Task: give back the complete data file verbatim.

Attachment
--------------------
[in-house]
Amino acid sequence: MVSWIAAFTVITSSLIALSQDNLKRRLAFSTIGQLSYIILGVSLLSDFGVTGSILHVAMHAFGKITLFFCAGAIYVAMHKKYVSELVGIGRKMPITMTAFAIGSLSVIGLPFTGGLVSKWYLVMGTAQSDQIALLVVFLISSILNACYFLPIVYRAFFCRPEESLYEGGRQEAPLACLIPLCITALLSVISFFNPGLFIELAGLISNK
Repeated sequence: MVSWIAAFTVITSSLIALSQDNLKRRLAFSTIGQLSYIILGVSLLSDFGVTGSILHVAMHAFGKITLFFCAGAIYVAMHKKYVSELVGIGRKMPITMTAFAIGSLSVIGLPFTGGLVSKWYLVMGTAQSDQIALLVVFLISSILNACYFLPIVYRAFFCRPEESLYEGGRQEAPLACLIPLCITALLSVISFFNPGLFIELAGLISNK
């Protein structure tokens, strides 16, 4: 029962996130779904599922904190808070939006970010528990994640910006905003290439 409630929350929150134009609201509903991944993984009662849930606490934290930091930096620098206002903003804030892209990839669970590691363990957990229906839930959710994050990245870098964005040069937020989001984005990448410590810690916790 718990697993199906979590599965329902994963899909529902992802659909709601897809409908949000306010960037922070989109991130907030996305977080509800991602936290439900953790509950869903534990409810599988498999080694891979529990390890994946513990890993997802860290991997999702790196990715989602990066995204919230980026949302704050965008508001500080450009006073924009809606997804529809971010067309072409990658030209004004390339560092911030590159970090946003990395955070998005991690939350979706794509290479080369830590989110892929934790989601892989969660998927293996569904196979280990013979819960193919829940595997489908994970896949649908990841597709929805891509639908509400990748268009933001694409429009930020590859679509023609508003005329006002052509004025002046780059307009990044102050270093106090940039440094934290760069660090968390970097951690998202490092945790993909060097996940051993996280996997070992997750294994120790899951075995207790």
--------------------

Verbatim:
[in-house]
Amino acid sequence: MVSWIAAFTVITSSLIALSQDNLKRRLAFSTIGQLSYIILGVSLLSDFGVTGSILHVAMHAFGKITLFFCAGAIYVAMHKKYVSELVGIGRKMPITMTAFAIGSLSVIGLPFTGGLVSKWYLVMGTAQSDQIALLVVFLISSILNACYFLPIVYRAFFCRPEESLYEGGRQEAPLACLIPLCITALLSVISFFNPGLFIELAGLISNK
Repeated sequence: MVSWIAAFTVITSSLIALSQDNLKRRLAFSTIGQLSYIILGVSLLSDFGVTGSILHVAMHAFGKITLFFCAGAIYVAMHKKYVSELVGIGRKMPITMTAFAIGSLSVIGLPFTGGLVSKWYLVMGTAQSDQIALLVVFLISSILNACYFLPIVYRAFFCRPEESLYEGGRQEAPLACLIPLCITALLSVISFFNPGLFIELAGLISNK
């Protein structure tokens, strides 16, 4: 029962996130779904599922904190808070939006970010528990994640910006905003290439 409630929350929150134009609201509903991944993984009662849930606490934290930091930096620098206002903003804030892209990839669970590691363990957990229906839930959710994050990245870098964005040069937020989001984005990448410590810690916790 718990697993199906979590599965329902994963899909529902992802659909709601897809409908949000306010960037922070989109991130907030996305977080509800991602936290439900953790509950869903534990409810599988498999080694891979529990390890994946513990890993997802860290991997999702790196990715989602990066995204919230980026949302704050965008508001500080450009006073924009809606997804529809971010067309072409990658030209004004390339560092911030590159970090946003990395955070998005991690939350979706794509290479080369830590989110892929934790989601892989969660998927293996569904196979280990013979819960193919829940595997489908994970896949649908990841597709929805891509639908509400990748268009933001694409429009930020590859679509023609508003005329006002052509004025002046780059307009990044102050270093106090940039440094934290760069660090968390970097951690998202490092945790993909060097996940051993996280996997070992997750294994120790899951075995207790």